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A functioning alcoholic is someone with a dependence on alcohol who manages to maintain a high level of function. This is not an official medical term and is in use by laypeople to describe alcoholics who do not fit the stereotypes associated with alcoholism. Functional alcoholics, as they are also called, are dependent on alcohol but mask it with their professional and personal successes. Often, it is not until a crisis situation occurs that the alcoholic is diagnosed and receives treatment.
When someone is a functioning alcoholic, the person consumes a high volume of alcohol on a regular basis and can experience medical problems associated with alcohol dependence like liver damage, general malaise, and malnutrition. Obsessive thoughts about alcohol are common, and the alcoholic may count down the time until the next drink, refuse to attend events where drink is not served, and experience blackouts.
However, the functioning alcoholic may also hold down a job, often a high powered and stressful one. Functioning alcoholics can be active with their families, contribute to their communities, and appear, on the surface, to be healthy, well-balanced individuals. Their alcohol consumption may be noted, but not addressed, because people believe it is not an issue, since the person's life does not seem to be in a state of disruption as a result of alcohol dependence.
With no one to comment about alcohol consumption, a functioning alcoholic can remain in a state of denial and will generally not seek treatment for alcohol dependence or abuse, as the person doesn't think there is a problem. An event like a drunk driving citation, a mistake at work while drunk, or a similar crisis precipitates a reevaluation of the person's life and may reveal the alcohol problem. The crisis can lead to treatment, but not in all cases; excuses are often made for functioning alcoholics and the event may be attributed to a one-time lapse in judgment.
It is not uncommon for functioning alcoholics to be very bright, driven, and motivated individuals. They may be reluctant to seek treatment because they don't want to show weakness or they are afraid of the career consequences of going to a treatment facility. The people around them may not believe that they have an alcohol problem, and this can contribute to the denial associated with functioning alcoholism.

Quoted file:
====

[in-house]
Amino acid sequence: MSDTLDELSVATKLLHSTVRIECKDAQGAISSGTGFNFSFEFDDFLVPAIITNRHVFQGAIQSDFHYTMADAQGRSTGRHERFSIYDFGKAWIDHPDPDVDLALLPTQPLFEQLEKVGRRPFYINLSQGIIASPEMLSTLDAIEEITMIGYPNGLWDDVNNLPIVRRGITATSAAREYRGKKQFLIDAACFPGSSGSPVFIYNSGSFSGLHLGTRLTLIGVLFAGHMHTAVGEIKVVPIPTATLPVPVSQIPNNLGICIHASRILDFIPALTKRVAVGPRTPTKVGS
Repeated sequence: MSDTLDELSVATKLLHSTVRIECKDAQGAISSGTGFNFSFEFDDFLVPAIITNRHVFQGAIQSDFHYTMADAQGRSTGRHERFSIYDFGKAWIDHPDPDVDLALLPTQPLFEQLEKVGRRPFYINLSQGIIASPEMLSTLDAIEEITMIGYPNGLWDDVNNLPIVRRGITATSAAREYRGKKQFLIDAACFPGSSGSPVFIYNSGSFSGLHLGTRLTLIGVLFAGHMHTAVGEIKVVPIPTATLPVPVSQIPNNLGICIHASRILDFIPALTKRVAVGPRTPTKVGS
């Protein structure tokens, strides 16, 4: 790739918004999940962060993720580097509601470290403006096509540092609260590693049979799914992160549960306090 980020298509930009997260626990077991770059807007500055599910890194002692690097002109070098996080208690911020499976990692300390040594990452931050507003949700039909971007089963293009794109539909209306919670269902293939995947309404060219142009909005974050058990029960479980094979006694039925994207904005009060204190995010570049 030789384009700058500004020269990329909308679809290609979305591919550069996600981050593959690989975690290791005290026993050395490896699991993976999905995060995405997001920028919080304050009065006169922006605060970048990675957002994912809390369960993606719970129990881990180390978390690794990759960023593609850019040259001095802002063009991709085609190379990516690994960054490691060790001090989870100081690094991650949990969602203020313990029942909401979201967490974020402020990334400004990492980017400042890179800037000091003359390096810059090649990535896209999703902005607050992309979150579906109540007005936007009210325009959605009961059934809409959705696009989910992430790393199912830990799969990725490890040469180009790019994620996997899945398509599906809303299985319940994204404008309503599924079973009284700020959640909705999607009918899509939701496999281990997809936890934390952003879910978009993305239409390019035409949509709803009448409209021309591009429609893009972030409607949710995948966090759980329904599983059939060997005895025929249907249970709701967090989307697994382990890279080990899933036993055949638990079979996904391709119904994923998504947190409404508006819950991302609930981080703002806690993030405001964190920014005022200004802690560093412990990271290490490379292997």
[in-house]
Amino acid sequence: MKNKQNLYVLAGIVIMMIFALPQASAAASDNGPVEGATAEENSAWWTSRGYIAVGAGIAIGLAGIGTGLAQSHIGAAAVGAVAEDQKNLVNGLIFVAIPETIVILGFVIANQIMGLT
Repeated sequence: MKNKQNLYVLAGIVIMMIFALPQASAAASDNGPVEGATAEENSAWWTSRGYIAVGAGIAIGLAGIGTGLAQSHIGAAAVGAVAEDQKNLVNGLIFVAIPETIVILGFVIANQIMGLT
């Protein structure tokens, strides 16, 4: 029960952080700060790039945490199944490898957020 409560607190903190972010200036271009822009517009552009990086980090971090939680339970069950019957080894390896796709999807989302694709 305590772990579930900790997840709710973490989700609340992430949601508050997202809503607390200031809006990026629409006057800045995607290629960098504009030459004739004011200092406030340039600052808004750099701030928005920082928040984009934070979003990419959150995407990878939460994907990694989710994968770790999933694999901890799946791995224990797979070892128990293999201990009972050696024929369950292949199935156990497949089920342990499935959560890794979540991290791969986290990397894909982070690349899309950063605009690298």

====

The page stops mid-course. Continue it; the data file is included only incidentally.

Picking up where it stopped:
Doctors can screen for signs that someone is a functioning alcoholic by asking how much alcohol the person consumes, whether the person has obsessive thoughts about drinking, and checking for physical signs. However, this screening must be conducted with care, as the patient may lie or obscure details to maintain denial about the alcoholism.
I came from an alcoholic family myself, and I'd say my mother was a functional alcoholic and my dad was not. My mom could still keep the house clean and cook meals and pay our bills, but my dad could barely walk from the bedroom to the kitchen sometimes. She understood she had a drinking problem, and she would make a point of sobering up before going out in public.
I don't know how many of her friends really knew how much she drank at home. She could act very normal at a point when others would have been slurring their words or stumbling. The thing about functional alcoholism is that other people may have a hard time believing there's a real problem. I tried to stage an alcoholic intervention with her friends when I got older, but they thought I was overreacting and wouldn't participate. She finally died from liver disease caused by her alcoholism.
My dad was a functioning alcoholic, although we didn't realize it at the time. We knew he had a drinking problem, because there was always cases of beer or bottles of whiskey in the house. He would get very drunk on the weekends, but I rarely saw him miss a day of work during the week. He'd be miserable on Monday mornings, but I thought that was normal for everybody. I didn't want to get up on Monday morning, either.
I thought he had things under control until his boss called the house and asked to speak to my mother. She started crying after a few minutes and hung up the phone. I found out later that my dad's
boss discovered some empty bottles in my dad's desk at work and the company had a very strict policy on alcohol in the office. Dad got a written reprimand and an unpaid week off, and that's when we realized how bad it was.
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